Serendipity — the unplanned random discovery of things of interest — is disappearing in the age of the internet. As the novelty of web surfing wears off, old human habits return. Today, most of us are spending more time on fewer and fewer web sites though greater variety exists.
No doubt, we are in a period of rapid technological change. Since Tim Berners-Lee invented the World Wide Web (WWW) in 1989, we’ve seen a radical shift in global information sharing around the globe. The genius of the WWW's hyperlinks was the ability for ordinary computer users to easily discover new places and ideas with a simple click of a computer mouse. The great original hope was a new era of serendipity.
But, as happens with new, game-changing technology, things rarely go as expected. Take news consumption, for example. Over the past two years, the Pew Research Center has found the gap between television and online news is rapidly narrowing. About half of Americans now get their news online and on mobile devices. Even the inventor of the WWW didn’t see mobile technology taking hold as fast as it did.
A majority of American adults (many over age 65) now get their news on mobile devices, while most non-white people get their news on social media. While social media is used for news, an increasing number of Americans say fabricated news stories are causing a great amount of confusion about issues and events. For this reason, most have a low amount of trust in information from social media.
The rise of “fake news" has been good news for established news organizations. An increasing number of news consumers go to well known, brand name web sites for hopefully more trustworthy news. Yet, this fear of fake information limits serendipity ever more.
So, the internet is giving us more news and information quicker than ever before. We are also getting entertainment from a range of sources tailored to our interests. And we can look up facts at an instant. No question, the net is changing our lives.
But with all this information and speed, we’ve lost something important. That is serendipity, the discovery of things we never knew we wanted to find in the first place. That was the dream of the world wide web.
As media turns to files, we lose the ability to scan the book or music shelves of a friend’s home to discover something new. With streaming music and e-books, we are dependent on major corporations to “curate” our experiences. This is very different from an accidental discovery made on our own.
Today, we are flooded with information, but much of it is of questionable value. Most is designed to sell us something. Serendipity happened when a young Bob Dylan accidentally stumbled into vintage records of traditional old time music or Elvis Presley first heard the blues. Neither artist knew these discoveries would change their futures.
The very randomness of discovery through hit and miss surfing is one of the endearing strengths of the web. Like the best of travel — the kind where there's no preset agenda — open-minded people make personal discoveries through accident.
Peter Sellars, a director of theater, opera and film, offered insight on the subject. In an earlier time, he said, people in search of knowledge went on personal pilgrimages for information. The process could take years. By not having the information at their fingertips, there was experience attached to the search that made the finding of the information far more meaningful.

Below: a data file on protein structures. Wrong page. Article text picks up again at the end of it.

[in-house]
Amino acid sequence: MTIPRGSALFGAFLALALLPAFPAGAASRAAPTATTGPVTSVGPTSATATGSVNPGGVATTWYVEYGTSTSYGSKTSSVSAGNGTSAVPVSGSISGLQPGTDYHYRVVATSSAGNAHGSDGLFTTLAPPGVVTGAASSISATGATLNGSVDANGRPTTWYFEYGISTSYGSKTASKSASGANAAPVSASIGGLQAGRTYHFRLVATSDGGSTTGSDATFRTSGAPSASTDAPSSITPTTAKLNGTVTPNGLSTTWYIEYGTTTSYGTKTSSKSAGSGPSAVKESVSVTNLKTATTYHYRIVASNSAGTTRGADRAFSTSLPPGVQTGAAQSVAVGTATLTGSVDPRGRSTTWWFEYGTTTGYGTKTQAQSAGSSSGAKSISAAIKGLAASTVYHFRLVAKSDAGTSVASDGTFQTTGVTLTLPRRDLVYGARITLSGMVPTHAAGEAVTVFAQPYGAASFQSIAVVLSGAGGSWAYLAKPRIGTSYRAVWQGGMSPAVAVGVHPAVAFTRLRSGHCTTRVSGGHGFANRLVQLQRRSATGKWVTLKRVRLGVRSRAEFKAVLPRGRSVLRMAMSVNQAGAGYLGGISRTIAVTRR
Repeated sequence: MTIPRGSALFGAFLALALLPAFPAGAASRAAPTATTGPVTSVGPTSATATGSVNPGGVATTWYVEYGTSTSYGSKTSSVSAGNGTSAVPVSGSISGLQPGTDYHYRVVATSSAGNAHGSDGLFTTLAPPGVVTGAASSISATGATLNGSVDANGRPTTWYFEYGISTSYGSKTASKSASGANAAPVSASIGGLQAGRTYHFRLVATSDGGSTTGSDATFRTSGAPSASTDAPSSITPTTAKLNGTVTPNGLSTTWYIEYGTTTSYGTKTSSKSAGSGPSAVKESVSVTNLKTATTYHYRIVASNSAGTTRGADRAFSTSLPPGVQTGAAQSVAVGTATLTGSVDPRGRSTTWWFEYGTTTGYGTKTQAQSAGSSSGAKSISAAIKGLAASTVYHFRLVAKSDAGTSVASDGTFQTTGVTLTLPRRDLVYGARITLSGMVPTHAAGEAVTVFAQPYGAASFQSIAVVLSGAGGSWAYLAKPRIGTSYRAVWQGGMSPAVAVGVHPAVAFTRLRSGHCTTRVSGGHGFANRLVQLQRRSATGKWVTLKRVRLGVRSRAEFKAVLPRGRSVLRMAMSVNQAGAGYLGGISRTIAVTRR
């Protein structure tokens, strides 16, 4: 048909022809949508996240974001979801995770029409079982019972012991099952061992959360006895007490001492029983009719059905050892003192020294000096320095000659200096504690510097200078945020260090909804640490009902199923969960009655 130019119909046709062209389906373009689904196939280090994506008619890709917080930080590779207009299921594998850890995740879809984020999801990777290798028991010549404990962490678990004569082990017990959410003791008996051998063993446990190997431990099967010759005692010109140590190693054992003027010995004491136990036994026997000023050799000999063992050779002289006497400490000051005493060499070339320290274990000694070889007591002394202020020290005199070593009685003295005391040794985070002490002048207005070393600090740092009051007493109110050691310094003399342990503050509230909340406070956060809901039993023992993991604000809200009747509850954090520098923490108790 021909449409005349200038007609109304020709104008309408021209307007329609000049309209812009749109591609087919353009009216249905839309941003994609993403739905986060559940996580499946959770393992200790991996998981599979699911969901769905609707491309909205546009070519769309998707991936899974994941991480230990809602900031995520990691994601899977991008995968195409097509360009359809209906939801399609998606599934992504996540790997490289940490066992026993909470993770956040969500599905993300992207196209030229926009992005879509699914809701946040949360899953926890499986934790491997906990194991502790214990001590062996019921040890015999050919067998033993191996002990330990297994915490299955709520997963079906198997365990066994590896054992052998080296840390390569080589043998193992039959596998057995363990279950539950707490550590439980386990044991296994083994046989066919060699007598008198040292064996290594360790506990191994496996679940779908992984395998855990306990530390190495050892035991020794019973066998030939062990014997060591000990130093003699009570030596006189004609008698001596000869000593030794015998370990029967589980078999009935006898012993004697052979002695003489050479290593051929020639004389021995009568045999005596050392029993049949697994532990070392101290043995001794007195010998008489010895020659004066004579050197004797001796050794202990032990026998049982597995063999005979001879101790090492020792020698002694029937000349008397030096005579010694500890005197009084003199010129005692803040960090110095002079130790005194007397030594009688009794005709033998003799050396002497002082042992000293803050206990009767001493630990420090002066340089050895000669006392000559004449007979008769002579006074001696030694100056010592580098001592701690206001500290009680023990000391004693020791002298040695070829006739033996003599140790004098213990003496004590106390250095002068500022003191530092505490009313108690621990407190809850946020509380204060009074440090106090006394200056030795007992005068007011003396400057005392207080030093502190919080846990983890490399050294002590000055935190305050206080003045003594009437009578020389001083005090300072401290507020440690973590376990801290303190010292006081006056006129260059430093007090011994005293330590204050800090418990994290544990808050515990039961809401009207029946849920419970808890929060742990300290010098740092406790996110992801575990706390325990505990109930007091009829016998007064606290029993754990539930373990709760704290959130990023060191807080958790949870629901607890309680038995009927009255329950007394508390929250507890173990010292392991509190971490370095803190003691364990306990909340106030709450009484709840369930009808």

"The actual act of finding something had value," Sellars said. "It was a beautiful thing because when you found something it meant something."
These days, he said, "we are getting all this information with no experience attached to it. Where there is no pilgrimage the information itself is debased, devalued and dehumanized. In a sense, the ratio of experience to information content is radically altered. We have everything at our fingertips, but we don't value anything."
The original WWW structure appealed to Sellars because it allowed the user to wander and discover information through personal experience. "To just meander is one of the pleasures of life," he noted. To make wrong turns through the information "is exactly the point," Sellars continued. "That's where the juice is."
Sadly, with political propaganda aside, most legitimate electronic media today reflects a monolithic point of view. "A very narrow group of people are creating this insane gridlock" on information about human experience, Sellars said. "We are aware there are many, many voices that we don't hear today at all."
Artists, Sellars said, "must break out of the official information structure" to find new ways to express important subjects that mainstream media refuses to address.
"You get the feeling that huge parts of human experience are going undocumented and unrecognized," he said. "Aristotle wrote about the attempts to touch the totality of an experience. As human beings, we are complex, divided and multilayered. Therefore, what satisfies us is complex, multilayered and has all these built-in conflicts just as we do. How do we set up (new media) structures that show how we really feel?”
Fortunately, the internet is still in its formative period. Its takeover by commercial entities does not mean their influence will sustain. Humans have the ability to breakaway and find serendipity on the net, if they have the will power to do it. Whether that happens is still an open question.
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